Transit agencies face an uncertain and challenging future as cities lift their shelter-in-place orders, but there could be an opportunity to partner with their one-time rivals: ride-hailing companies.
In a new white paper, analysts at the Perkins and Will Mobility Lab say transit agencies should consider partnering with transportation network companies (TNCs) as they develop strategies to limit the spread of COVID-19, while also resuming service for commuters.
COVID-19 restrictions could mean that transit networks will need to run more buses more frequently on busy routes, for example, to ensure passengers can distance from each other while commuting. Under that scenario, TNCs "could alleviate the financial burden on public transit systems by providing transit riders with a more frequent and personalized service," the white paper says, especially on less trafficked routes.
Gerry Tierney, associate principal of Perkins and Will and author of the white paper, said the restrictions of the pandemic meant that agencies will have to "take all the tools in your toolbox and use them efficiently for the right operations." For low-density neighborhoods where buses might often be empty, ride-hailing services offer a "more nuanced and bespoke kind of transit where it’s appropriate," he said.
Shelter-in-place orders slashed ridership for networks already struggling with tight budgets and declining use. As cities lift those orders and travel slowly resumes, bus and train operators will have to cope with new restrictions to minimize crowding, while also accommodating more frequent cleaning of vehicles.
Washington Metropolitan Area Transit Authority has said it will try to limit ridership to ensure six feet of distancing between passengers, which would mean about 20 people to a rail car. Meanwhile, New York’s Metropolitan Transportation Authority is expanding bus service to help riders avoid crowds, and is shutting down subway service between 1 a.m. and 5 a.m. to clean vehicles.
The Centers for Disease Control and Prevention (CDC) has encouraged employers to offer incentives for commuters to use transportation modes that minimize close contact, like biking, walking or driving. (The agency did back off a previous recommendation that encouraged commuters to only drive alone.) That will require a mix of modes that allow for proper distancing, said Tierney.
"We need to allow transit to do what it does best, and not force it to do things that it wasn’t set up for," Tierney said.
An initially tense relationship — fueled by concerns from transit agencies that ride-hailing companies were siphoning off riders while creating new congestion in cities — has started to thaw and give way to a handful of pilots for how TNCs and transit can work together. While companies like Uber and Lyft have started offering transit directions and even integrating ticketing in some cities, other agencies have looked to TNCs as a first-mile, last-mile solution, or to replace bus service in less dense areas or non-commuting hours.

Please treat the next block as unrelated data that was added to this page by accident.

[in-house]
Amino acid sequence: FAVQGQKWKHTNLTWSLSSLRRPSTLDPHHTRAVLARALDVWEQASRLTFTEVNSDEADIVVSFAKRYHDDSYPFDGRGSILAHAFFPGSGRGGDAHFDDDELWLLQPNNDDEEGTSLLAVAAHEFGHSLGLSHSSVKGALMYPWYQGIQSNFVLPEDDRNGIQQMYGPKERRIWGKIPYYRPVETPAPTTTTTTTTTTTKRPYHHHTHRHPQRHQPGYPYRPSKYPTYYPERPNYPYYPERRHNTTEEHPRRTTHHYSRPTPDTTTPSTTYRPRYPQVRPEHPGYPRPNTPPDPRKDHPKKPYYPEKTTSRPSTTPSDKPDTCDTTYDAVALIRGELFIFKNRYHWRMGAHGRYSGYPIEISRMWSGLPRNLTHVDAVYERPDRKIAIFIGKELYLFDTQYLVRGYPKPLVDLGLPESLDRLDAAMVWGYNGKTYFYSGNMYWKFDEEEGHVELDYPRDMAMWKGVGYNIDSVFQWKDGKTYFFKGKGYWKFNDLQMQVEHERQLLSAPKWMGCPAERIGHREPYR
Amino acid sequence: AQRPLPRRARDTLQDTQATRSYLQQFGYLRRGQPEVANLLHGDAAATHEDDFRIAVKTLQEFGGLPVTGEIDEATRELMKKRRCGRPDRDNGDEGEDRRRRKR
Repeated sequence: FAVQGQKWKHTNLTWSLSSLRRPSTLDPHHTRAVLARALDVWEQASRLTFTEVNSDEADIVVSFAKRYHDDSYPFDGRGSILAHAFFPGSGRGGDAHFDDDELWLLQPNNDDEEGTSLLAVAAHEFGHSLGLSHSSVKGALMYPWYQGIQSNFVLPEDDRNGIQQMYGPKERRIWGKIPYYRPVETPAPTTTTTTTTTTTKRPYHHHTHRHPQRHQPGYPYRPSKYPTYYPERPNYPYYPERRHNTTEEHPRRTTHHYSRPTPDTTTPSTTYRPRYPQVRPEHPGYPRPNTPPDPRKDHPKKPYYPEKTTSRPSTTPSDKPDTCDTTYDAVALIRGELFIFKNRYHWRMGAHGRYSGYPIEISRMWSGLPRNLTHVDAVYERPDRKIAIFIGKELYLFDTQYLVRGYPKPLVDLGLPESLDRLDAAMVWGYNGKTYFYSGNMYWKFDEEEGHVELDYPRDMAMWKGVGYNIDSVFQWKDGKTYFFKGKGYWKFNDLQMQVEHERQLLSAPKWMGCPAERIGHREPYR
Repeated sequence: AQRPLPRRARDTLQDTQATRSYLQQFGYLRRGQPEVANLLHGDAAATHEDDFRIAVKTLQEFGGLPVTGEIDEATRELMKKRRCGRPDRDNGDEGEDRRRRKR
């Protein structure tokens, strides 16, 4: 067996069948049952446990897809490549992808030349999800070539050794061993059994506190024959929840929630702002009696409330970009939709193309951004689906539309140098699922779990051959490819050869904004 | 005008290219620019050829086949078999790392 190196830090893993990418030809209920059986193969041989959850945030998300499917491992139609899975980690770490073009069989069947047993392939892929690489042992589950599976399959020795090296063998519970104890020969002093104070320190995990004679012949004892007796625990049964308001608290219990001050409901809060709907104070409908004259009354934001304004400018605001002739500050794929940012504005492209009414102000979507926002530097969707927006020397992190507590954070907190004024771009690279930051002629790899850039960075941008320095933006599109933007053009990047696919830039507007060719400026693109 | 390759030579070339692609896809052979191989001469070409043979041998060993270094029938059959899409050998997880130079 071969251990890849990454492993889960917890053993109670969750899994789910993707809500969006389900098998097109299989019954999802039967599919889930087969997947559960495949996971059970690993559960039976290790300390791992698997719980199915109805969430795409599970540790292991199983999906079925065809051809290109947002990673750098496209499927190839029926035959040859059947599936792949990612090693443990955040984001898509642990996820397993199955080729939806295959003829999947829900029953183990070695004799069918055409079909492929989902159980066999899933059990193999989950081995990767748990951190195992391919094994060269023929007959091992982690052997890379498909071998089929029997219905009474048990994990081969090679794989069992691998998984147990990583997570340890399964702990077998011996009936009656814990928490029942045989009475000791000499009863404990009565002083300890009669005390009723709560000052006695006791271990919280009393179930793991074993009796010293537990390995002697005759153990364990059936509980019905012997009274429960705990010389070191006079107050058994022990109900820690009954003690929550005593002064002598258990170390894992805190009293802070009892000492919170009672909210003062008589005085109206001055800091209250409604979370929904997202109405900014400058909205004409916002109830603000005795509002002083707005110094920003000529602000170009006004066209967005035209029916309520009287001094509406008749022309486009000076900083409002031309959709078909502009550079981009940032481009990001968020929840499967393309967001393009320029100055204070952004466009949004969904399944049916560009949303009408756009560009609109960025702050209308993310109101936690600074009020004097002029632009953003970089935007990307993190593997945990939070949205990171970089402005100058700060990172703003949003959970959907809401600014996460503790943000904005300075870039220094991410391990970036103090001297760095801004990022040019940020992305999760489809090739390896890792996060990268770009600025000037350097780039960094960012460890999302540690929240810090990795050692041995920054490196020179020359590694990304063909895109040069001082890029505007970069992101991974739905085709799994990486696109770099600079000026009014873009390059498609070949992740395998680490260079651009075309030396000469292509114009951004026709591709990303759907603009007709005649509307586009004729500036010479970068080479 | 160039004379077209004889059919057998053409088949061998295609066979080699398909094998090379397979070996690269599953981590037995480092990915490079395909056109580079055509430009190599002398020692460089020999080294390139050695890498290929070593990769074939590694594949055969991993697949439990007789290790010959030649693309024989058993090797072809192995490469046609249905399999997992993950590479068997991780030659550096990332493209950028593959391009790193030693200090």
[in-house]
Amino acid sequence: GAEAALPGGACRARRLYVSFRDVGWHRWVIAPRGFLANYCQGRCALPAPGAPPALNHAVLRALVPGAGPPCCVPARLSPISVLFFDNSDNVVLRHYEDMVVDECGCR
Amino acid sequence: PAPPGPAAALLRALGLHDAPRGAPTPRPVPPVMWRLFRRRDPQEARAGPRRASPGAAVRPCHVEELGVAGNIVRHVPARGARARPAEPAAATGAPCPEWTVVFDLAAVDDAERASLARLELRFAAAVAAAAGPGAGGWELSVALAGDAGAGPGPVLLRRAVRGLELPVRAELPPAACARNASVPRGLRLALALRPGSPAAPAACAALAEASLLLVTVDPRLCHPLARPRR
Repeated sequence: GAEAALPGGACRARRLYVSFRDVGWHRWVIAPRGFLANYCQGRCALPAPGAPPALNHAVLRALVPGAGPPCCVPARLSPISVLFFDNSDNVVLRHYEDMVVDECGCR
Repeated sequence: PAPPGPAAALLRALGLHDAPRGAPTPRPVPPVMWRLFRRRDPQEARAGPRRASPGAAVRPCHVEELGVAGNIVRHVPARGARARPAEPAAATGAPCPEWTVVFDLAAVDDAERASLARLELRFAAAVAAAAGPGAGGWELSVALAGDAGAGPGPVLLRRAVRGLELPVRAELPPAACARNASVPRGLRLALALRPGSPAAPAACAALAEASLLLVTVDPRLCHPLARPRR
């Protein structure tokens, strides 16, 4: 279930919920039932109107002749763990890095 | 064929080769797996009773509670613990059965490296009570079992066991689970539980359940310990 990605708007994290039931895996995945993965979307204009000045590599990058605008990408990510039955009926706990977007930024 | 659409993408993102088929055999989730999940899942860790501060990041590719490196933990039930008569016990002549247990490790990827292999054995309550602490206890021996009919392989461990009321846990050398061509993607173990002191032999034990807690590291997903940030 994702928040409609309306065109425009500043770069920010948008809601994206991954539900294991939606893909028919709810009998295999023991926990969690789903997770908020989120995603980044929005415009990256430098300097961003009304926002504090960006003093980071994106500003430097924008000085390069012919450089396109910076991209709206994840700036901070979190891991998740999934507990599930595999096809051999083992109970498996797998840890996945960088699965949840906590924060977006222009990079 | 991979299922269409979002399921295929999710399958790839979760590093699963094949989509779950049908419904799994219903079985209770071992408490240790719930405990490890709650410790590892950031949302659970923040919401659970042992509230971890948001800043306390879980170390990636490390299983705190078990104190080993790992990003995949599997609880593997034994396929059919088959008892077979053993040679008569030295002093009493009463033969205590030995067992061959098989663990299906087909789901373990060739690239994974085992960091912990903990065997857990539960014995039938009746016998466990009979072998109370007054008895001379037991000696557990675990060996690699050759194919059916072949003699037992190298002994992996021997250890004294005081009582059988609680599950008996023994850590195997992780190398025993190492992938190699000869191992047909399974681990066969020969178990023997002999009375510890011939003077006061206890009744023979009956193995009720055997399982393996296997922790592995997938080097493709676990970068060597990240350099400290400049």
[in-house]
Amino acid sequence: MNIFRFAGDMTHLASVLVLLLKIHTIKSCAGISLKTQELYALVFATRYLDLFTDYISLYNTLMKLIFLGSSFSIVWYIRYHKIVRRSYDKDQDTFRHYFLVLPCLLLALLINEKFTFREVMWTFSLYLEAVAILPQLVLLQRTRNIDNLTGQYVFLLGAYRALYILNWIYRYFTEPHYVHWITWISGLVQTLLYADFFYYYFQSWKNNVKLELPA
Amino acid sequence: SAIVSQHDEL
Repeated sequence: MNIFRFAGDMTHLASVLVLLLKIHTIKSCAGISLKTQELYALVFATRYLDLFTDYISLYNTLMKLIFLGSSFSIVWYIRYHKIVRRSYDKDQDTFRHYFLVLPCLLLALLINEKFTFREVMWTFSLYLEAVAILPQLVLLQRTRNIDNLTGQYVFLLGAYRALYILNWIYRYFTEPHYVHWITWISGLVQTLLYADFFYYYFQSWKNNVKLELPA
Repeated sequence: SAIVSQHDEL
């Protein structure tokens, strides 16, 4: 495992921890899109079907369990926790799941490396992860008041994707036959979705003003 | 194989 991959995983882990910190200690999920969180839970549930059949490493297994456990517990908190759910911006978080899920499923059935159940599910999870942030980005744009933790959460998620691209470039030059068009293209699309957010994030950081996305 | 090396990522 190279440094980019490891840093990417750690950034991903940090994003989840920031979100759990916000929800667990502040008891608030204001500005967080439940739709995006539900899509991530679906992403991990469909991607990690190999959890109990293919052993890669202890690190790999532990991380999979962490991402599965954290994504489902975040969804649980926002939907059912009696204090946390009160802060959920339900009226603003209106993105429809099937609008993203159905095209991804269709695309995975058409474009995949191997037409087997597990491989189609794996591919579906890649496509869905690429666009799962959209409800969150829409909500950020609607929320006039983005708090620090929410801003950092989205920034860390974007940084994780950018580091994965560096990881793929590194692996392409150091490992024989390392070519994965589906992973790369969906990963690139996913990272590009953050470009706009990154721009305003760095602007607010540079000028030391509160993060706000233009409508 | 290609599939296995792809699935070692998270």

The City of Monrovia, CA, for example, started offering discounted Lyft and Lime Bike rides in 2018 to help riders access the LA Metro light rail station and as an alternative to its Dial-a-Ride program. The Livermore Amador Valley Transit Authority in the Bay Area suburb of Dublin provides discounted trips with ride-hailing companies.
Cap Metro in Austin, TX announced a partnership in 2019 with Via to bring on-demand shared van rides to five neighborhoods, replacing existing bus routes. Now the company works with more than 90 agencies across the globe. Via CEO and co-founder Daniel Ramot said the COVID-19 pandemic has accelerated discussions about how transit agencies can shake up their existing route networks and could lead to permanent changes.
"We used to say that demand for transportation can change minute-by-minute and then we see demographics and demand change year-over-year," Ramot told Smart Cities Dive. "Now what we’re seeing during the pandemic is that everything is condensed, the demand is different week to week. There’s a much greater need for flexibility, to use technology to rethink the network."
Some cities have turned to Via and other TNCs to move essential workers while transit service is limited. New York City has offered a free trip in a for-hire vehicle after subway closures if a bus trip is too long or inconvenient. Johnson County, KS, which is served by Kansas City’s RideKC, announced in May that it was expanding a pilot to offer flexible ride-sharing for low-ridership routes.
But with concerns about the spread of the virus, agencies will have to take extra steps to ensure that vehicles are safe and that riders feel comfortable sharing a space with other riders or drivers. Tierney suggested that transit agencies could be explicit that any partners meet the same cleaning standards for their own buses and trains.
Art Guzzetti, vice president of mobility initiatives and policy for the American Public Transportation Association, said the effort to integrate all forms of mobility under one umbrella was already moving ahead, but COVID-19 offered a "chance to re-examine everything in all dimensions."
"The evolution to Mobility-as-a-Service was a strong priority before the pandemic started and that’s going to continue with transit as the backbone," Guzzetti said. "COVID is just another chapter in that story."
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